In short, having people who can barely use e-mail making purchasing decisions is a prescription for failure.

  3. EBM, yep, I saw that :).

    BBC: Stupid is as stupid does. Meaning there's a lot of folks who, by embracing those stupid ideas, either are the worlds biggest fuggin' idiots or are just venal criminal types out to excuse their crimes.

    Memphisto: Just further proof that private industry is no better than government at this kind of thing. The difference is that generally government employees make a bit less money while fscking up, and thus end up costing less money altogether.

    - Badtux the Practical Penguin

  4. A little vignette from my life illustrating the INefficiency of privatization:

    I work in a big government hospital. The janitorial work has been contracted out to Aramark. When a patient shits all over the bathroom, or pulls their IV out and bleeds copiously on the floor, of if their chemotherapy drug comes unhooked from the IV tubing and leaks, we need to call a cleaner. (Small body waste spills. WE clean them, but if there's feces etc. all over, it needs a proper disinfection.)

    And that means calling an outside number to get Aramark. Even when a cleaner is right there on the unit, we can't just say "Please give us a disinfect in Room such-and-such." Nooooo, the work flow must be managed and accounted for by outside corporate authority. They're usually pretty quick to respond, but it's still another layer of bullshit to deal with, having to dial a phone, talk to a functionary and then wait for THEM to talk to a cleaner.

    Privatization isn't efficient -- it adds middlemen. And middlemen leech money. I remember in the 1970s when I used to believe the propaganda that "corporations do everything more efficiently than government." Now I know that's a crock. The main thing that corpos do better when injected into government services is that they're better at ripping off the public.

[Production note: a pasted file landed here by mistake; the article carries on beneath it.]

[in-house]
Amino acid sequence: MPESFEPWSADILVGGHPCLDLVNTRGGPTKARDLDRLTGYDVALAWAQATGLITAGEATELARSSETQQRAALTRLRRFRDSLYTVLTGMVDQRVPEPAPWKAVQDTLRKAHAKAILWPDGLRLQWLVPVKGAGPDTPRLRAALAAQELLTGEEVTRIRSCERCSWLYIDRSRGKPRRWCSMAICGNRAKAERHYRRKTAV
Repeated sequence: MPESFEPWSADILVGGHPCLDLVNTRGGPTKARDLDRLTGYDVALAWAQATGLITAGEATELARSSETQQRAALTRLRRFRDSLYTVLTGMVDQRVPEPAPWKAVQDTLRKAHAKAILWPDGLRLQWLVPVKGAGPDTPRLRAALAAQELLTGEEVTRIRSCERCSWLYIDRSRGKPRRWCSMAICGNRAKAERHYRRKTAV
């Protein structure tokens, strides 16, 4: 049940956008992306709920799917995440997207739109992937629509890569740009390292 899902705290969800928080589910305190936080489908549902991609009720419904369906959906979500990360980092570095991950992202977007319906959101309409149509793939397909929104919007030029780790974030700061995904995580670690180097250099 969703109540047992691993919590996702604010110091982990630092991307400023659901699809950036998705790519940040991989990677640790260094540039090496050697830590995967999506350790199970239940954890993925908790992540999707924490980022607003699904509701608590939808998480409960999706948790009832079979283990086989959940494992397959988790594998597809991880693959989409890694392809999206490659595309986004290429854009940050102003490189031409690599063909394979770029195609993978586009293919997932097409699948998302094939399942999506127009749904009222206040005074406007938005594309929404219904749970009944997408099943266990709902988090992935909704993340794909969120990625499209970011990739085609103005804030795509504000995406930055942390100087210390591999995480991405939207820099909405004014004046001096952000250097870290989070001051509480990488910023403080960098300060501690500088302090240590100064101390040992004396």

5. Northrop Grumman is all over federal agencies (like the one where I work) including (and especially) anything involving IT. CDC is so riddled with contractors that if there's ever a true pandemic, I figure we should all just kiss our infected butts goodbye.

  6. About half my IT career was in government, and about half was in the private sector. I was the same worker in both contexts (a good one, I like to think). Practically everyone I knew in gov't had worked in the private sector. Many of us switched back and forth depending on who had a contract available to us.

    People don't change the aspects of themselves that lead to quality work just because they change venues, and any ideology that claims they do is pure, unadulterated bullshit.


Ground rules: Comments that consist solely of insults, fact-free talking points, are off-topic, or simply spam the same argument over and over will be deleted. The penguin is the only one allowed to be an ass here. All viewpoints, however, are welcomed, even if I disagree vehemently with you.

WARNING: You are entitled to create your own arguments, but you are NOT entitled to create your own facts. If you spew scientific denialism, or insist that the sky is purple, or otherwise insist that your made-up universe of pink unicorns and cotton candy trees is "real", well -- expect the banhammer.

Note: Only a member of this blog may post a comment.